Amazon, Google, Apple, and now Facebook: The social network is reportedly preparing to launch a streaming music service in a partnership with music startup Spotify.
According to Forbes, the music service could launch as early as sometime in the next two weeks, and is currently being tested. Sources close to the deal add that Facebook users would see the Spotify icon on the left side of the newsfeed, and click to install.
Once installed, the service would run on the desktop in the background, giving users access to Spotify's music library. They would also be able to listen to music simultaneously with friends. Spotify already uses Facebook Connect in its own service for users who want to see what their friends are listening to.
Here's the catch: The service will only be available in countries where Spotify is currently used, meaning that Americans would not have access until Spotify launches in the U.S..
Spotify, which originally let users listen to any song they wanted for free, has recently started to put restrictions on how many hours of music users can consume per month, and how many times single tracks can be played. Some speculate that the change is geared towards appeasing American music companies wary of allowing a music service that offers songs totally free of charge to launch in the country.
So far, Spotify has managed to ink deals with Sony and EMI, though in February, the company promised it would be launching in the U.S. soon. The company has not yet signed agreements with Warner or Universal Music Group.
A Spotify spokesperson told Forbes, "We have a Facebook integration. We're continuously working with them to make that as good as it can be. But that's the extent of our relationship."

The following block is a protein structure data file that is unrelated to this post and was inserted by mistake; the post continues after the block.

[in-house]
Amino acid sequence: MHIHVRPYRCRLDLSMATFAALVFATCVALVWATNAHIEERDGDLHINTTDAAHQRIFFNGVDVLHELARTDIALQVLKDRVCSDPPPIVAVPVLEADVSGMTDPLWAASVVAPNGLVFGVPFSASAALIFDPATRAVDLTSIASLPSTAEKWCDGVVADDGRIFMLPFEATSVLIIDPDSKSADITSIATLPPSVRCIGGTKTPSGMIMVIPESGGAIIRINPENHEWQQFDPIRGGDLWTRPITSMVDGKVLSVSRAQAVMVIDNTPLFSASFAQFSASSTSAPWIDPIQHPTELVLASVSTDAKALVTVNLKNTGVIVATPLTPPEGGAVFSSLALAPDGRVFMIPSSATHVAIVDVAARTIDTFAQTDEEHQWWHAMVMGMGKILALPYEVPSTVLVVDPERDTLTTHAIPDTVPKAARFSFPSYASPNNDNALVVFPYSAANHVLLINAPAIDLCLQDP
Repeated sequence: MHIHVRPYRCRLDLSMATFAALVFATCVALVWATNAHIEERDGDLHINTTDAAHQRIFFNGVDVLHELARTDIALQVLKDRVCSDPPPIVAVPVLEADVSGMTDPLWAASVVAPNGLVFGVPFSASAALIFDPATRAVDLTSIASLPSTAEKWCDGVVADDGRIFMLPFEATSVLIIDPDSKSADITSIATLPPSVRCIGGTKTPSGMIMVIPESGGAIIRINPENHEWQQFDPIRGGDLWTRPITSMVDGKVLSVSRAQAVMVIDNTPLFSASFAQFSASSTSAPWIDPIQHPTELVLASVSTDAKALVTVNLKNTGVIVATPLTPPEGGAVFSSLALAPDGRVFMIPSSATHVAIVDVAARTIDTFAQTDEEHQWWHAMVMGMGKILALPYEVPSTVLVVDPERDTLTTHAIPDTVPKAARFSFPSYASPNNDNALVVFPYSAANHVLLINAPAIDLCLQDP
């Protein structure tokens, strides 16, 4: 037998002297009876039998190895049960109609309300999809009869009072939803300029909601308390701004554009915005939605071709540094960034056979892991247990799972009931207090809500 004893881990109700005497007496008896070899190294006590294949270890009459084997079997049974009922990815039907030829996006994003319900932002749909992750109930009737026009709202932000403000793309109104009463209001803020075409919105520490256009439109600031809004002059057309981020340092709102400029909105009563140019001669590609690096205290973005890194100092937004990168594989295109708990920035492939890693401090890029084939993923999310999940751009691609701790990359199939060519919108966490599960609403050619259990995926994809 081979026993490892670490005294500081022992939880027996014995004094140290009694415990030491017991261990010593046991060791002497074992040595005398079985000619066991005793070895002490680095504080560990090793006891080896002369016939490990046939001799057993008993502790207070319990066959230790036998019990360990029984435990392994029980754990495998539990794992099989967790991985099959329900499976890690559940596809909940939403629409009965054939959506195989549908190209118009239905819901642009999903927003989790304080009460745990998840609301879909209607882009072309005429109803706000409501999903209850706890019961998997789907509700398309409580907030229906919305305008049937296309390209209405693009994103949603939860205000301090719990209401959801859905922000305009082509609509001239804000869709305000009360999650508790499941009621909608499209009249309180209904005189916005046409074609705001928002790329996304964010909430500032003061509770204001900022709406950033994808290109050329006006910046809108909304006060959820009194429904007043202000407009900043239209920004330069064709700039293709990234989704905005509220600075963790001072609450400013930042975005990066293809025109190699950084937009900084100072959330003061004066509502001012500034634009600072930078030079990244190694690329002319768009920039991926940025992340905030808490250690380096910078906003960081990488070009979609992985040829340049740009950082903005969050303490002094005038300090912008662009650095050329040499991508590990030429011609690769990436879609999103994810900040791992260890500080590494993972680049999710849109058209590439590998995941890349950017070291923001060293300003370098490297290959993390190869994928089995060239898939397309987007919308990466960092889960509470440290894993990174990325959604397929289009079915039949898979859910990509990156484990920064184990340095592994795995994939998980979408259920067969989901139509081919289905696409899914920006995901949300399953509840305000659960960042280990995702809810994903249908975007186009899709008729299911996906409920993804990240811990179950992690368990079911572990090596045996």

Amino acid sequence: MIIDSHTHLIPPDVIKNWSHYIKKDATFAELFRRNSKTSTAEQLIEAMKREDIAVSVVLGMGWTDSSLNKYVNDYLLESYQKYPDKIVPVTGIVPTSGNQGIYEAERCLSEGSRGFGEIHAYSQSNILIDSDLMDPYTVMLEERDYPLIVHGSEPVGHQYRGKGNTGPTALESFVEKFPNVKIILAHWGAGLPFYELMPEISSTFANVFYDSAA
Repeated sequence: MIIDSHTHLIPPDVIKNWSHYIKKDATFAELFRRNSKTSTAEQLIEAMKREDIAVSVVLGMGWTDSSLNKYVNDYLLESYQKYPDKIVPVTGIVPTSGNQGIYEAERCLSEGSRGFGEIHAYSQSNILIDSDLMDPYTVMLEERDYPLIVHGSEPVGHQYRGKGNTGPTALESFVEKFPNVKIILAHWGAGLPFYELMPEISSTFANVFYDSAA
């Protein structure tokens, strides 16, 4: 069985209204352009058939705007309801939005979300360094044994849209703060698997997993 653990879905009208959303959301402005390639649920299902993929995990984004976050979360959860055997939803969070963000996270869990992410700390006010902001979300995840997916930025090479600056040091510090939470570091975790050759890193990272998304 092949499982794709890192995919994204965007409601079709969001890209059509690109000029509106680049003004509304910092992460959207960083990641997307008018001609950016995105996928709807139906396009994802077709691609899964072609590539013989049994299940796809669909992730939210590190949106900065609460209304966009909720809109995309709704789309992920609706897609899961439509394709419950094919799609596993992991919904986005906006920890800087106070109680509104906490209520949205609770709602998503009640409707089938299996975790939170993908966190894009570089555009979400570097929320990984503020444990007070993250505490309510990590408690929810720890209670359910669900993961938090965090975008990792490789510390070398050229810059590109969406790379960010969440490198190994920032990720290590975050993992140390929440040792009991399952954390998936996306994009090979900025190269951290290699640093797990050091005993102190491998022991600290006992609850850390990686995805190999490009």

A Facebook spokesperson was equally cagey.
"Many of the most popular music services around the world are integrated with Facebook and we're constantly talking to our partners about ways to improve these integrations. Specific to Spotify, we consistently point to their product as one of the best examples of using Facebook to provide people with a rich social experience," the spokesperson told Mashable.
Sean Parker, Facebook's first president and founder of free music service Napster, is an investor in Spotify, and recently criticized the music industry's business model.
"I think that there is a pretty dramatic change in the way music is monetized that is on the cusp of happening. Back catalogues of record labels are going to become extremely valuable," Parker told Financial Times. "[I]t's the back catalogue that is driving the consumption [at Spotify]."
Facebook has increasingly been integrating media into its platform. Already the fourth largest online video destination with over 46 million unique visitors in April, the company has also entered into a deal with Warner Brothers for online movie rentals.
Amazon already offers a music streaming and storage service. Google stepped into the arena with the invitation-only Google Music Beta, and Apple is heavily rumored to have completed deals with all four major record labels in preparation for its own music service.